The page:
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organized. In 1811 the portion of M. below the 31st parallel, being a portion of the Louisiana purchase, was added to the territory. In 1817, Mar. 3, Alabama was set off from M., and the latter was admitted to the union as a state on Dec. 10 of that year.

In 1832 a new constitution was adopted. In 1860 M. was one of the earliest states to consider the question of secession, deeming the step necessary to the preservation of slavery, if not of white supremacy, as the negroes outnumbered the whites at that time. In 1861, Jan. 7, a convention assembled ; on Jan. 9 passed the ordinance of secession by a vote of 84 to 15, and on Mar. 30 ratified the confederate constitution by a vote of 78 to 7. In addition to the support given to the new government, M. furnished its first and only president, Jefferson Davis. In Dec., 1861, the federal troops captured Biloxi. In 1862, May 30, a force under gen. Halleck took possession of Corinth, abandoned by the confederates. Subsequent events were the battles of Iuka, Sept. 19; Corinth, Oct. 34 ; the various attacks on Vicksburg ; the succession of batiles ending in the siege, brave defense, and surrender of that city to gen. Grant, July 4, 1863; the capture of Jackson, and a number of destructive raids. In 1865 a provisional government was appointed, and on Aug. 22 a state convention repealed the ordinance of secession ; but until 1869 M. formed, with Arkansas, the fourth military district under gen. Ord and others. In June, 1868, a new constitution was adopted ; in 1870, Feb. 23, the state resumed its relations to the union, and on Mar. 10 the civil government was reinstated.

Topography. A broad, low ridge, running nearly n. and s. through the center of the state, divides the waters flowing into the Mississippi from those which find their way to the Atlantic through other channels. This ridge has a lateral extension westward to Vicksburg on the Mississippi, where it terminates in high bluffs. The country e. of this water-shed consists of broad, gently rolling prairies, which produce heavy crops of cotton and corn ; while on the w. the land is broken into valleys and ridges, extending at right angles from the longitudinal ridge, and falling gradually off to the great basin of the Yazoo delta, a region embracing 4,000,000 acres of the very best cotton land in the state. The land in the central ridge, which is partly cultivated and partly covered by heavy forests, is rolling, and has a lighter but a productive surface soil on a clay foundation. The s.e. corner of the state, below the railroad from Meridian to Jackson, is a rolling, sparsely settled country of open pine woods, stretching down to the Mexican gulf, and valuable mainly for pasturage, timber, and turpentine. There is not a mouniain in the state, and the highest ridge has no elevation of more than 800 ft. The Yazoo basin, with an exception of some 200,000 acres, is subject to overflow at times of extreme high water. The valley areas of the n. section are fertile, while those of other parts of the state are often of an inferior quality. The bottom-lands in some cases are clayey and wet, and portions of the prairies are not very fertile.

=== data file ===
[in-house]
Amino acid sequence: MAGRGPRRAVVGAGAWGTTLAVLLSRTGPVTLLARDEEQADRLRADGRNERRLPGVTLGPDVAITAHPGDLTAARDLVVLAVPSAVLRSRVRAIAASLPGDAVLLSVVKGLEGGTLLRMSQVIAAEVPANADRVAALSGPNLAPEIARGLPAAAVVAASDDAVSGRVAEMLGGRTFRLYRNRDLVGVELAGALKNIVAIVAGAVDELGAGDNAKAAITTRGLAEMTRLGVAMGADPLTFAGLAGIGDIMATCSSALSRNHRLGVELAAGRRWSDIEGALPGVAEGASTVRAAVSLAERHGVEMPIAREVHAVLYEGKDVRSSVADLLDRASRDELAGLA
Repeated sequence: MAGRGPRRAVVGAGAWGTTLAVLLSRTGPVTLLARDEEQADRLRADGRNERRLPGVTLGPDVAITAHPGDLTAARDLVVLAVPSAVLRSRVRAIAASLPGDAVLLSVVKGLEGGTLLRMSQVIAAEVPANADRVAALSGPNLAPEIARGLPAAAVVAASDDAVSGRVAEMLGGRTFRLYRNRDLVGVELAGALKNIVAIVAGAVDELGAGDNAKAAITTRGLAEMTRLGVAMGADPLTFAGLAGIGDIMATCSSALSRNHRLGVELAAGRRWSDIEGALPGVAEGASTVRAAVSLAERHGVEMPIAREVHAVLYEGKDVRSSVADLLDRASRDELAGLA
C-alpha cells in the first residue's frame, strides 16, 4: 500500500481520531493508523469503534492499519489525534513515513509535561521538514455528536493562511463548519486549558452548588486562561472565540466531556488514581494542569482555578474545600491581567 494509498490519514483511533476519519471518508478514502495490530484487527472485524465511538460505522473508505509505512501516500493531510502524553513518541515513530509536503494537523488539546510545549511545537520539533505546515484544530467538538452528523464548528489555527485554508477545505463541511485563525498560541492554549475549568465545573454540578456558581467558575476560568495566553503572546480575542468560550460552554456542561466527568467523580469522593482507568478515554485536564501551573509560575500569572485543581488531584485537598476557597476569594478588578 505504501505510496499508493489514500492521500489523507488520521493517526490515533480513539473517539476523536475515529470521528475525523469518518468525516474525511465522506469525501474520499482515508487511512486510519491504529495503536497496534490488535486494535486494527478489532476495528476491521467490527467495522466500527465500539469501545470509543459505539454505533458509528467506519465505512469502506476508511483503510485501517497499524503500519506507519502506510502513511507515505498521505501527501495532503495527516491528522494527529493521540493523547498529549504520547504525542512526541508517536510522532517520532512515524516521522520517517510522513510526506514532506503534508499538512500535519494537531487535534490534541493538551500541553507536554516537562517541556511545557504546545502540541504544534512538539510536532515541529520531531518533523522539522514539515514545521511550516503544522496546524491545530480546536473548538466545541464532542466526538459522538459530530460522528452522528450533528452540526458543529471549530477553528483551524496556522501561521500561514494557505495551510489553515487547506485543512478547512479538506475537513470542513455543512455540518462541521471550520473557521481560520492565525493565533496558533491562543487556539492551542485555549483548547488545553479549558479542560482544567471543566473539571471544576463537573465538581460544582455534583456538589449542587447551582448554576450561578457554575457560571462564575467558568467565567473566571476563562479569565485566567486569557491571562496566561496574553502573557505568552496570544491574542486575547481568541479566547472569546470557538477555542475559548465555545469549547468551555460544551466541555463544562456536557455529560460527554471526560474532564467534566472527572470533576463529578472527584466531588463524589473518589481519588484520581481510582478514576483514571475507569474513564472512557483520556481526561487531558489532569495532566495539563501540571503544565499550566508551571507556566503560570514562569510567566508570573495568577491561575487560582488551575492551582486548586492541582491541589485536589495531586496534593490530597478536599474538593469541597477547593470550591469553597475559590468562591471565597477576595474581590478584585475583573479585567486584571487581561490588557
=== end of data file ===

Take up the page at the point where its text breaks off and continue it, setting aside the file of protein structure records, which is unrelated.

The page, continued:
The state is well watered. The Mississippi forms the whole of its w. boundary, and into it flow the Homochitto, Big Black, Yazoo, and its tributaries, the Sunflower and the Tallahatchee. The Yazoo is wholly navigable, and the Big Black partially so. On the e. side of the central water-shed are the Pearl, navigable by small boats for 100 m., and its branches, and the Pascagoula and Tombigbee, with their affluents, all of which flow at last into the gulf, on which the state has a coast line of about 90 m. The mouths of these streams are marshy, and the only good port is that of Ship harbor. A chain of low, sandy islands lies along the coast, separated from it by Mississippi sound. The largest of these are Petit Bois, Horse, Ship, and Cat islands. The principal ports on the Mississippi river are Vicksburg and Natchez, M. is sometimes called the Bayou state. In the extreme n.e. corner the boundary for 15 m. is the Tennessee river, into which flow several small streams.